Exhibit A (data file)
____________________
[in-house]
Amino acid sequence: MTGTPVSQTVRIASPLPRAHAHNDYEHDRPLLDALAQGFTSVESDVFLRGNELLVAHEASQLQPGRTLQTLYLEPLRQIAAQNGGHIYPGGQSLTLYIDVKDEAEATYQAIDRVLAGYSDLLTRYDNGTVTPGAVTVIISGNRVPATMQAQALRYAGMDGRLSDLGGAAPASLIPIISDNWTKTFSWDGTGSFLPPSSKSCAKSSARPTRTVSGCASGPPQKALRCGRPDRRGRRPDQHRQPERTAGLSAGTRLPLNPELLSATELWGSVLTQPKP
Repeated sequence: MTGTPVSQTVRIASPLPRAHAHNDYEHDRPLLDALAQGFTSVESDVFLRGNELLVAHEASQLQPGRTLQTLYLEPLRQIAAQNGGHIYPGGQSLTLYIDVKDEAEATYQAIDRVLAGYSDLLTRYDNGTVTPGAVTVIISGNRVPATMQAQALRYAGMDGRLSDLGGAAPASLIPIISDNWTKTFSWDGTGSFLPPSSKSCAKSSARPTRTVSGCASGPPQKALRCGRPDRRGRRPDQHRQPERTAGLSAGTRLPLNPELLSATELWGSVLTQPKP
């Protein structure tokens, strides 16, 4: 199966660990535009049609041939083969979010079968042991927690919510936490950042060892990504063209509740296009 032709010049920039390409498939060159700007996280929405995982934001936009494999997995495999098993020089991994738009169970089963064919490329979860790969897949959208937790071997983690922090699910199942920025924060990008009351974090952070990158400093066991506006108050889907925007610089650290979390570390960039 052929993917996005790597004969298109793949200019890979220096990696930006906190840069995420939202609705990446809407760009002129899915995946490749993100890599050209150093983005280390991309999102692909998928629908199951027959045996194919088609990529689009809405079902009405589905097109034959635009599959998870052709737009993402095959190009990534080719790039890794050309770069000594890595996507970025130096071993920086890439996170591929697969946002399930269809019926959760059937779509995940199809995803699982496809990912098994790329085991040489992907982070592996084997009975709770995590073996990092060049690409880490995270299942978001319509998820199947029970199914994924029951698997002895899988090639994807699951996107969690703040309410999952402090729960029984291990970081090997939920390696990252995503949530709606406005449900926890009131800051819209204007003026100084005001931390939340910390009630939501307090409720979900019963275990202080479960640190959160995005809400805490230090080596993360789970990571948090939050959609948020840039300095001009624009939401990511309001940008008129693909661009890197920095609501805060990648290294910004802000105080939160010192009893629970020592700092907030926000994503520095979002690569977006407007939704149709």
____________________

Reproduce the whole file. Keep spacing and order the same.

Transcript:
[in-house]
Amino acid sequence: MTGTPVSQTVRIASPLPRAHAHNDYEHDRPLLDALAQGFTSVESDVFLRGNELLVAHEASQLQPGRTLQTLYLEPLRQIAAQNGGHIYPGGQSLTLYIDVKDEAEATYQAIDRVLAGYSDLLTRYDNGTVTPGAVTVIISGNRVPATMQAQALRYAGMDGRLSDLGGAAPASLIPIISDNWTKTFSWDGTGSFLPPSSKSCAKSSARPTRTVSGCASGPPQKALRCGRPDRRGRRPDQHRQPERTAGLSAGTRLPLNPELLSATELWGSVLTQPKP
Repeated sequence: MTGTPVSQTVRIASPLPRAHAHNDYEHDRPLLDALAQGFTSVESDVFLRGNELLVAHEASQLQPGRTLQTLYLEPLRQIAAQNGGHIYPGGQSLTLYIDVKDEAEATYQAIDRVLAGYSDLLTRYDNGTVTPGAVTVIISGNRVPATMQAQALRYAGMDGRLSDLGGAAPASLIPIISDNWTKTFSWDGTGSFLPPSSKSCAKSSARPTRTVSGCASGPPQKALRCGRPDRRGRRPDQHRQPERTAGLSAGTRLPLNPELLSATELWGSVLTQPKP
């Protein structure tokens, strides 16, 4: 199966660990535009049609041939083969979010079968042991927690919510936490950042060892990504063209509740296009 032709010049920039390409498939060159700007996280929405995982934001936009494999997995495999098993020089991994738009169970089963064919490329979860790969897949959208937790071997983690922090699910199942920025924060990008009351974090952070990158400093066991506006108050889907925007610089650290979390570390960039 052929993917996005790597004969298109793949200019890979220096990696930006906190840069995420939202609705990446809407760009002129899915995946490749993100890599050209150093983005280390991309999102692909998928629908199951027959045996194919088609990529689009809405079902009405589905097109034959635009599959998870052709737009993402095959190009990534080719790039890794050309770069000594890595996507970025130096071993920086890439996170591929697969946002399930269809019926959760059937779509995940199809995803699982496809990912098994790329085991040489992907982070592996084997009975709770995590073996990092060049690409880490995270299942978001319509998820199947029970199914994924029951698997002895899988090639994807699951996107969690703040309410999952402090729960029984291990970081090997939920390696990252995503949530709606406005449900926890009131800051819209204007003026100084005001931390939340910390009630939501307090409720979900019963275990202080479960640190959160995005809400805490230090080596993360789970990571948090939050959609948020840039300095001009624009939401990511309001940008008129693909661009890197920095609501805060990648290294910004802000105080939160010192009893629970020592700092907030926000994503520095979002690569977006407007939704149709």